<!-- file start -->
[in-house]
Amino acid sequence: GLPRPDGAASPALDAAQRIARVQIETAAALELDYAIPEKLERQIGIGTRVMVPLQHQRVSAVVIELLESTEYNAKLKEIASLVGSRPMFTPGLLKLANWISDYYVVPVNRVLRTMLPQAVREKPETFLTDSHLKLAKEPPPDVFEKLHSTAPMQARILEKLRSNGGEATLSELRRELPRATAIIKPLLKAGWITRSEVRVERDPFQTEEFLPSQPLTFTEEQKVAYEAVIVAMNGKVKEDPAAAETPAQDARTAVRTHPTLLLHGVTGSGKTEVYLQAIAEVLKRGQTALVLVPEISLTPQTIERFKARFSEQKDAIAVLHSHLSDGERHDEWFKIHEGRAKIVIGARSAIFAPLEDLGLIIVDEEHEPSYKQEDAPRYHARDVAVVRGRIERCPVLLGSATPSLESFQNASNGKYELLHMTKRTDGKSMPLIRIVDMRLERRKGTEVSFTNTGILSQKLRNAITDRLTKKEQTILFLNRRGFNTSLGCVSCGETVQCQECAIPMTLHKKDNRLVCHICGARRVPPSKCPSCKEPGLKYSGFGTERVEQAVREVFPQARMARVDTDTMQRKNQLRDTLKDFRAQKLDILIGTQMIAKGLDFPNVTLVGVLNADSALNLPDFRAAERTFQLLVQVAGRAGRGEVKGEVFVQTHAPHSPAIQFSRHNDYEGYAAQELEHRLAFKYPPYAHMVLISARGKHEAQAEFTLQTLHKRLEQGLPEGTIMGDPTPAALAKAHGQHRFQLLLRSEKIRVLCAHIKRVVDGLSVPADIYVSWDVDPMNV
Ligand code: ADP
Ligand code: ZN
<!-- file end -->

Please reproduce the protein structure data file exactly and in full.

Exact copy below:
[in-house]
Amino acid sequence: GLPRPDGAASPALDAAQRIARVQIETAAALELDYAIPEKLERQIGIGTRVMVPLQHQRVSAVVIELLESTEYNAKLKEIASLVGSRPMFTPGLLKLANWISDYYVVPVNRVLRTMLPQAVREKPETFLTDSHLKLAKEPPPDVFEKLHSTAPMQARILEKLRSNGGEATLSELRRELPRATAIIKPLLKAGWITRSEVRVERDPFQTEEFLPSQPLTFTEEQKVAYEAVIVAMNGKVKEDPAAAETPAQDARTAVRTHPTLLLHGVTGSGKTEVYLQAIAEVLKRGQTALVLVPEISLTPQTIERFKARFSEQKDAIAVLHSHLSDGERHDEWFKIHEGRAKIVIGARSAIFAPLEDLGLIIVDEEHEPSYKQEDAPRYHARDVAVVRGRIERCPVLLGSATPSLESFQNASNGKYELLHMTKRTDGKSMPLIRIVDMRLERRKGTEVSFTNTGILSQKLRNAITDRLTKKEQTILFLNRRGFNTSLGCVSCGETVQCQECAIPMTLHKKDNRLVCHICGARRVPPSKCPSCKEPGLKYSGFGTERVEQAVREVFPQARMARVDTDTMQRKNQLRDTLKDFRAQKLDILIGTQMIAKGLDFPNVTLVGVLNADSALNLPDFRAAERTFQLLVQVAGRAGRGEVKGEVFVQTHAPHSPAIQFSRHNDYEGYAAQELEHRLAFKYPPYAHMVLISARGKHEAQAEFTLQTLHKRLEQGLPEGTIMGDPTPAALAKAHGQHRFQLLLRSEKIRVLCAHIKRVVDGLSVPADIYVSWDVDPMNV
Ligand code: ADP
Ligand code: ZN